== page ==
Despite being shot down earlier, it is again being debated whether or not hypothetical questions should be allowed and whether we should abide by the "Real problems or questions that you’ve encountered." rule.
To quote the comments on the question,
From the tour. "Real problems or questions that you’ve encountered."
That is why hypothetical questions don't work here.
Given that it was an actual occurrence and not a contrived "what if" I voted to reopen.
really bad question (obviously hypothetical and hardly very insightful)
Questions that I would consider to be about hypothetical situations include,
- How would you help a snapping turtle cross the road?
- How do you remove a fishhook from a human?
- I've just been bitten by a rattlesnake; how, exactly, do I "keep calm"?
- How can I make a snow shoe in the wilderness from commonly available materials and simple tools?.
- Would a gunshot echo in a cave?
- How do you remove leeches from your eyeball?
- What should I do for a dislocated shoulder?
I am considering these as hypothetical since either the person wants the information for a story or because the OP doesn't literally have a fishhook stuck in them or been bitten by a rattlesnake and in immediate danger of dying etc.
Obviously, people get stuck by fishhooks and bitten by rattlesnakes but we shouldn't have to wait until it becomes an actual problem to ask about it.
The other thing is that is it hard to judge what is a real problem and what is not.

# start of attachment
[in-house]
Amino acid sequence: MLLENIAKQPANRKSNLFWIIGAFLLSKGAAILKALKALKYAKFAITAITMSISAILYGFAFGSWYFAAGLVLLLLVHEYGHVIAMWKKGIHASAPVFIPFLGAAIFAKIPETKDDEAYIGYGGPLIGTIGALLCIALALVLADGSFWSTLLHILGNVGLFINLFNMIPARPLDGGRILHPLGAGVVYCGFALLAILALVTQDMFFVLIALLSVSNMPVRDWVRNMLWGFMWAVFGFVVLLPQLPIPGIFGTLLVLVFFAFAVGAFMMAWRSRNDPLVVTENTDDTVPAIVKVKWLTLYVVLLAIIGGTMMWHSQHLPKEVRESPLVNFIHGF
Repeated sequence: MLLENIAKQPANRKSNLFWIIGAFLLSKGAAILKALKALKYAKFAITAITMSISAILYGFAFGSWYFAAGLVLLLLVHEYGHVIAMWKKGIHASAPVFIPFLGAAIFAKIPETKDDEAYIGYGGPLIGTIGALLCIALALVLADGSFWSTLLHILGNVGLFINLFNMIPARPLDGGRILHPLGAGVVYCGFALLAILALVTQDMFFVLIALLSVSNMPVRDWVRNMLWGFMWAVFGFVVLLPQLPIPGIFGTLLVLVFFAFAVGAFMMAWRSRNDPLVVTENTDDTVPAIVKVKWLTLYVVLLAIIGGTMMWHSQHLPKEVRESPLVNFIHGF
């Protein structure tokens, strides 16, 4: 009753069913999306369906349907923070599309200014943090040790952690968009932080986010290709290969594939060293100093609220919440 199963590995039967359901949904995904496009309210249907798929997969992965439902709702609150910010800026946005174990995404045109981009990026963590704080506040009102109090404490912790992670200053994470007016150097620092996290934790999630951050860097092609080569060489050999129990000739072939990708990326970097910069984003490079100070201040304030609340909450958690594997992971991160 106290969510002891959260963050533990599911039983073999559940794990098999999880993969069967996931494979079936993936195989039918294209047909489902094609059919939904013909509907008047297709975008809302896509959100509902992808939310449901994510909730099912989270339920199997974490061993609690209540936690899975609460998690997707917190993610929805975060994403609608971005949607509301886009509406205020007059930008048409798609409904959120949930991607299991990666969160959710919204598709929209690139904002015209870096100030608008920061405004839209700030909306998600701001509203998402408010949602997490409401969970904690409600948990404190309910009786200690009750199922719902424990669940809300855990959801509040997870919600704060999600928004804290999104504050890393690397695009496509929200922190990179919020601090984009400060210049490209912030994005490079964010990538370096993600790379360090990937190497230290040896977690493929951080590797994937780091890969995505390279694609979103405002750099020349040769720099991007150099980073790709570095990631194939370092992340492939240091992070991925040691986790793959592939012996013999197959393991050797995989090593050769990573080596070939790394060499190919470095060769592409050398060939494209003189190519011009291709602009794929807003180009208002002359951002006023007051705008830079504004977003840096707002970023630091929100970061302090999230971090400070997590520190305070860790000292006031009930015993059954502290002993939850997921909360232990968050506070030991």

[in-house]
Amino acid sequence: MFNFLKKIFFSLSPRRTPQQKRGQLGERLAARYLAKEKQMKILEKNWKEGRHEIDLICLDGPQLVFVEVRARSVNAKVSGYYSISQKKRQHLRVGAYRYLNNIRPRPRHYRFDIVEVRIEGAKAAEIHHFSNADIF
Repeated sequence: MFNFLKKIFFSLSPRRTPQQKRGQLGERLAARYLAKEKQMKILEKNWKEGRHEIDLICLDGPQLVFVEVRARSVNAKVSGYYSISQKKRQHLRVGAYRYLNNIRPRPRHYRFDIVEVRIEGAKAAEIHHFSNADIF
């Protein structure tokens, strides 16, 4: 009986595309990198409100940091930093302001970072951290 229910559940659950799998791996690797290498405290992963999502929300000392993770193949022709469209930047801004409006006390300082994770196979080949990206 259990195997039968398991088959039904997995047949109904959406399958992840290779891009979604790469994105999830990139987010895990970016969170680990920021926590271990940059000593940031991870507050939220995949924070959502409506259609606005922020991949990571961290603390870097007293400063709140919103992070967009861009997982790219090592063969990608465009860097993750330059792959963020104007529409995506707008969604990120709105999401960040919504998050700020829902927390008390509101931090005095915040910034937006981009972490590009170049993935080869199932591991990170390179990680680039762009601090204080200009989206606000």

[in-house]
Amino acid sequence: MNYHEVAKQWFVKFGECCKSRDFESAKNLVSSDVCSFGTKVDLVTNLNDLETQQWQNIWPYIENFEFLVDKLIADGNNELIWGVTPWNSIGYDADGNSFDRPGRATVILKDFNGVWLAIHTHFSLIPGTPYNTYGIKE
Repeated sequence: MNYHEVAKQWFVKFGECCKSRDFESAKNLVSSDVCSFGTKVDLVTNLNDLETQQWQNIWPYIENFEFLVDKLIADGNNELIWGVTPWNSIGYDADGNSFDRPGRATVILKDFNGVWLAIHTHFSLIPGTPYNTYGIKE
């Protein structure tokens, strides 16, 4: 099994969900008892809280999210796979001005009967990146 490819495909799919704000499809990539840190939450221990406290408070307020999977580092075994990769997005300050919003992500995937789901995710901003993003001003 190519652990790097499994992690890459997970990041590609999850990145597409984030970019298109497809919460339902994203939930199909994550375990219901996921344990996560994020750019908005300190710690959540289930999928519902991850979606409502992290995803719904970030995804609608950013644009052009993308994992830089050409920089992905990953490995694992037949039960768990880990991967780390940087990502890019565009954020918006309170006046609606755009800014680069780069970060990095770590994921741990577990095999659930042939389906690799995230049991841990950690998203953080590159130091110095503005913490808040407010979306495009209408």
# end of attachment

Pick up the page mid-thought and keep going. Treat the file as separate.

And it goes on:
Consider these real outdoor questions that are so rare that someone might think they are hypothetical but actually happened.
I lowered my partner into a crevasse while descending and can't pull him out?
- A rock fell and is pinning my forearm against the canyon wall and it looks like I am going to have to amputate it?
In fact, if you ever attend a Wilderness First Responder training, you will notice that a lot of the training is done by either acting out or talking through hypothetical questions. .
For the question that mostly sparked this debate, yes its about medical things, but it is possible to find the official answer written by the co-founder of the Wilderness Medical Society. That's a more official answer than a lot of the other medical questions on here.
We have other questions that approach the approximate level of risk, including relocating a dislocated shoulder, treating venomous snake bites, tourniquets, burn wounds, open wounds etc.
In summary, I think the question (which is not entirely hypothetical) should be reopened and that we should allow hypothetical questions instead of mandating that they become real problems first.
I am so not waiting until I have a fishhook stuck into me to ask about how to remove it.